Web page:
– if shaking sticks at shrubs happens to be your thing.

I love this orange flower growing across the poolside pergola, and I asked a local lady what its name is.

‘Oh, it’s just a weed,’ she said.  ‘I don’t think it’s got a name.’

The new gym, next to the cool pool, opened last Monday.  It’s very splendid with lots of shiny, new equipment.

See cleaner in the background, ensuring continued shininess of all equipment.

Mr Toad – hugely excited at the thought of a potential new enthusiasm

– was gutted to discover that his feet wouldn’t reach the pedals.

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Underwear and toast: an unusual housewarming

Somewhat unusually, I decided to host a drinks and toast housewarming party.

Toasters are pretty hard to come by in KL, and I had to send away for one in the end, such was my determination not to live a toast-free lifestyle.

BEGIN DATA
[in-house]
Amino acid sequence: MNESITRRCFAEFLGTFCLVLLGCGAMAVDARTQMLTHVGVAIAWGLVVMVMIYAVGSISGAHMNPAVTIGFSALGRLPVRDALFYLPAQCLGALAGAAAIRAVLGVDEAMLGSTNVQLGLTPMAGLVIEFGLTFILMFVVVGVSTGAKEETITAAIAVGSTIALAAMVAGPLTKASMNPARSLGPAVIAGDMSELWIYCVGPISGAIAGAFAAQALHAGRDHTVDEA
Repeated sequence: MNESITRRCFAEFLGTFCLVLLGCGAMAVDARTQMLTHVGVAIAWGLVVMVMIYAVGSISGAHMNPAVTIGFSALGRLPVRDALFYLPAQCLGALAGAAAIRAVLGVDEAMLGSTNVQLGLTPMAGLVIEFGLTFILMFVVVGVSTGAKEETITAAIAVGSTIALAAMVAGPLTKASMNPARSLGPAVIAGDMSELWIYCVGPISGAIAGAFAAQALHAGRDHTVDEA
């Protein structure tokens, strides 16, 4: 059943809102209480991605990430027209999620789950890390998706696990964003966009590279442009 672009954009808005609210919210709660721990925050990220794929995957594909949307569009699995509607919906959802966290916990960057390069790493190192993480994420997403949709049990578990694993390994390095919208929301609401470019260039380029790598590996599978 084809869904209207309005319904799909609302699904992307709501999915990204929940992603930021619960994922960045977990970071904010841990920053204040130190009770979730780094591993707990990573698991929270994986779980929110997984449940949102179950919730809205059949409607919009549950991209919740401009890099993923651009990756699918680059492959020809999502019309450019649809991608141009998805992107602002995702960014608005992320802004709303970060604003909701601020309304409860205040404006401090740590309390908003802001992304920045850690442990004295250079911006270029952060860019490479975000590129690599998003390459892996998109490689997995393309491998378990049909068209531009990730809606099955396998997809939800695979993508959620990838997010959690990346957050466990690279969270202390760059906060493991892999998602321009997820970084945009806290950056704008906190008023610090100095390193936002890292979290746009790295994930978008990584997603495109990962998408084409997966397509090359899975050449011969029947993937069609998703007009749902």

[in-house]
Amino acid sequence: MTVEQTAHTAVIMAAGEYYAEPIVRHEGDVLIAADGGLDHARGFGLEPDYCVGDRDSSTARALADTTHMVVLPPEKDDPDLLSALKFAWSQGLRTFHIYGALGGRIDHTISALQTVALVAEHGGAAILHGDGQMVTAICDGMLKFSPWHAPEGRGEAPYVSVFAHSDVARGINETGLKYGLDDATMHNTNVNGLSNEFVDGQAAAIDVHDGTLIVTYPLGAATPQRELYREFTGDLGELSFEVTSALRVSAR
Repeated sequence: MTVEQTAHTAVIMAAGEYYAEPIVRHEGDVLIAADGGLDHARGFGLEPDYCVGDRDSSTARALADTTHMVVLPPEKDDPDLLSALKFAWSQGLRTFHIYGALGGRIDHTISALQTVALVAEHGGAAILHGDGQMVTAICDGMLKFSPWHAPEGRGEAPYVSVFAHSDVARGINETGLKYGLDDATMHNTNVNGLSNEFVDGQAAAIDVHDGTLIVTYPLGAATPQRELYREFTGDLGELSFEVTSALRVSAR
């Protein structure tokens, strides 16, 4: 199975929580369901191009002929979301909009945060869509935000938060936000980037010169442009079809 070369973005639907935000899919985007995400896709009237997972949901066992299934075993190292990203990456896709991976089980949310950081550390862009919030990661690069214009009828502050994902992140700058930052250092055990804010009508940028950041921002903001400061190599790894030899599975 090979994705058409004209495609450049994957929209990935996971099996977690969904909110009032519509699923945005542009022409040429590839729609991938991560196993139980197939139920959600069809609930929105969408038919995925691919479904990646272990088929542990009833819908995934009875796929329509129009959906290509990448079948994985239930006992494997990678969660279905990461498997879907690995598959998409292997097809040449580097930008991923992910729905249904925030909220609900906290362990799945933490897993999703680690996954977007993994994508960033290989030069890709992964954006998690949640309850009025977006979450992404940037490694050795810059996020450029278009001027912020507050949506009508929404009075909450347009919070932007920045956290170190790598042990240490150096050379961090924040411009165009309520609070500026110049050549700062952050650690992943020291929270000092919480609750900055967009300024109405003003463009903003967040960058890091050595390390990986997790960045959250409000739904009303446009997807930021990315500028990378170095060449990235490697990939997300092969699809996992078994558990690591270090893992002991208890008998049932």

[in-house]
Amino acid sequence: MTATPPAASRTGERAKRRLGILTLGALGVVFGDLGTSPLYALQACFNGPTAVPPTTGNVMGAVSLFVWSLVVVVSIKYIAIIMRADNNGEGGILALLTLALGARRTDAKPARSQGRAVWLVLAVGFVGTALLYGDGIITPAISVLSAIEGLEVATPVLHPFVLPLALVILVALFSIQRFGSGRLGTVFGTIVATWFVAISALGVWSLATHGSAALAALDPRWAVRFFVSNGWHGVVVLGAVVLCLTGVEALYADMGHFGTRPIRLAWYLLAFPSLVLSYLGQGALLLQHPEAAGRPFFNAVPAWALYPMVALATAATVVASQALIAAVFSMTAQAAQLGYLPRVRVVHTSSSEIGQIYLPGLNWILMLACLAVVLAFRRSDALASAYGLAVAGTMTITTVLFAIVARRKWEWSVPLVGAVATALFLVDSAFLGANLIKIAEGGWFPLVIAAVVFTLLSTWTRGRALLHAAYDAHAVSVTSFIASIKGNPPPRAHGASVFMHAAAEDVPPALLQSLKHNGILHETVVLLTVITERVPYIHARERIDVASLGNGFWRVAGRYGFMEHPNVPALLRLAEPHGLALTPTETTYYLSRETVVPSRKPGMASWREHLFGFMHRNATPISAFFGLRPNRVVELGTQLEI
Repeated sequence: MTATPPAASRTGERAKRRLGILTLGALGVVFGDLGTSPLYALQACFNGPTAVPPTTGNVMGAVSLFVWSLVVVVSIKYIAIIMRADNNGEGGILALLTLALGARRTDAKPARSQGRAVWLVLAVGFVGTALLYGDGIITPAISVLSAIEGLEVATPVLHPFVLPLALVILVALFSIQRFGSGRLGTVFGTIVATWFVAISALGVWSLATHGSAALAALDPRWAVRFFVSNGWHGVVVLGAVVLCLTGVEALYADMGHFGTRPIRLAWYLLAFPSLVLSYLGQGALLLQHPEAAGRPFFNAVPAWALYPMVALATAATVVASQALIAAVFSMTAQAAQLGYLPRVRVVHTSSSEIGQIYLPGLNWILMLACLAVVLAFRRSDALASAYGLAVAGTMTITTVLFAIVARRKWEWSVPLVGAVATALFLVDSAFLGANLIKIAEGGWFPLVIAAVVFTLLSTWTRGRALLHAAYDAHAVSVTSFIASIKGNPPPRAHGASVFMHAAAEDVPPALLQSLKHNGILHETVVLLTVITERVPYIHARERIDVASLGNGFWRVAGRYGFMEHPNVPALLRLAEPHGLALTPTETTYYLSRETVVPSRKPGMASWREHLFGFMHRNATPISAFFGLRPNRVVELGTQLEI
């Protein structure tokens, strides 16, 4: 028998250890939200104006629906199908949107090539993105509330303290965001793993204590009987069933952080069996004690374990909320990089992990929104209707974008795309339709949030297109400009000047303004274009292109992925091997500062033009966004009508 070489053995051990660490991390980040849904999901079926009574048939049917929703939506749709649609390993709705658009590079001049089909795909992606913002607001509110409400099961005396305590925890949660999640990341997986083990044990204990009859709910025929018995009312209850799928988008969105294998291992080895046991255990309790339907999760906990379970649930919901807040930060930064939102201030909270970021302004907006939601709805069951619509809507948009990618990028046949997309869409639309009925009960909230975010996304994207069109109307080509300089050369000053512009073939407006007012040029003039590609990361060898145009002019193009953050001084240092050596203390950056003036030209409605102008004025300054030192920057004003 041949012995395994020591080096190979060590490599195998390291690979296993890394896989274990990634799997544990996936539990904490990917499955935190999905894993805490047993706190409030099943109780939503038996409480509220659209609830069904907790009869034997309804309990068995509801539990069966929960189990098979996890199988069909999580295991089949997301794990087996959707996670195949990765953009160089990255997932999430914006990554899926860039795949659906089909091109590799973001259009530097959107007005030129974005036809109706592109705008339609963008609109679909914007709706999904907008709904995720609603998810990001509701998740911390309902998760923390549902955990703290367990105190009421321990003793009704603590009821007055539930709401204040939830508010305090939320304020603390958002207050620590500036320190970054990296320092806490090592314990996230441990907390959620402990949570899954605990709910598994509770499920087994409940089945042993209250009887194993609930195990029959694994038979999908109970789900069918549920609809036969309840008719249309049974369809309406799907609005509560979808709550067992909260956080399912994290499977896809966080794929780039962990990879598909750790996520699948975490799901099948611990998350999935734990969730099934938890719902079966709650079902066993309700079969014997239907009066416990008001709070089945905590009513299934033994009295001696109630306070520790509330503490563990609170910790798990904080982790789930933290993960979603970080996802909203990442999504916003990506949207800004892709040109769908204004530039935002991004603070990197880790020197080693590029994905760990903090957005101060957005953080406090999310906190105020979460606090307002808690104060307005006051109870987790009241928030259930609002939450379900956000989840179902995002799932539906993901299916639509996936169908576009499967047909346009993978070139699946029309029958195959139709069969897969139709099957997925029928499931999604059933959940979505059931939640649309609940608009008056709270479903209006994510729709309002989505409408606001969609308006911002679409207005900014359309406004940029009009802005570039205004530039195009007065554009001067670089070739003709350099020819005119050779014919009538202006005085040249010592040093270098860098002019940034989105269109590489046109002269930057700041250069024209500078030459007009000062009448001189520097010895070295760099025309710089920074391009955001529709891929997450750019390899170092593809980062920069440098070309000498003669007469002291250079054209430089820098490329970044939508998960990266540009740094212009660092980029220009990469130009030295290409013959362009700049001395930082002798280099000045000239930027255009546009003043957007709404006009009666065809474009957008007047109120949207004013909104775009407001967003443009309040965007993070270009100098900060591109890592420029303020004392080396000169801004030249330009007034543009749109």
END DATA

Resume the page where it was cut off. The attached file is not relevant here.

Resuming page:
My colleagues at school were all very envious of my toaster so, not wanting to miss out on the opportunity for a bit of gluten-laden one-upmanship, I generously offered to provide toast at my housewarming.

And jolly successful it was too – we had toast and marmalade, toast and marmite, toast and peanut butter – minimal preparation and washing-up … highly recommended.

Then the evening got even better when I managed to induce wardrobe-envy as well as toaster-envy.

They were just as enthusiastic about my walk-in wardrobe as I had been when I first saw it, so I shamelessly pulled open my underwear drawer to show them one of the highlights … the individual compartments which ensure that your undies are classified and organised at all times.

No more rummaging for me, I told them. I’ve taken a good ten seconds off my dressing time in the morning and am one step closer to becoming a domestic goddess.

I’m hoping that the sudden silence following this unveiling was due to speechless envy of my storage facilities and not dumbstruck horror as the new member of the team flaunted her underwear.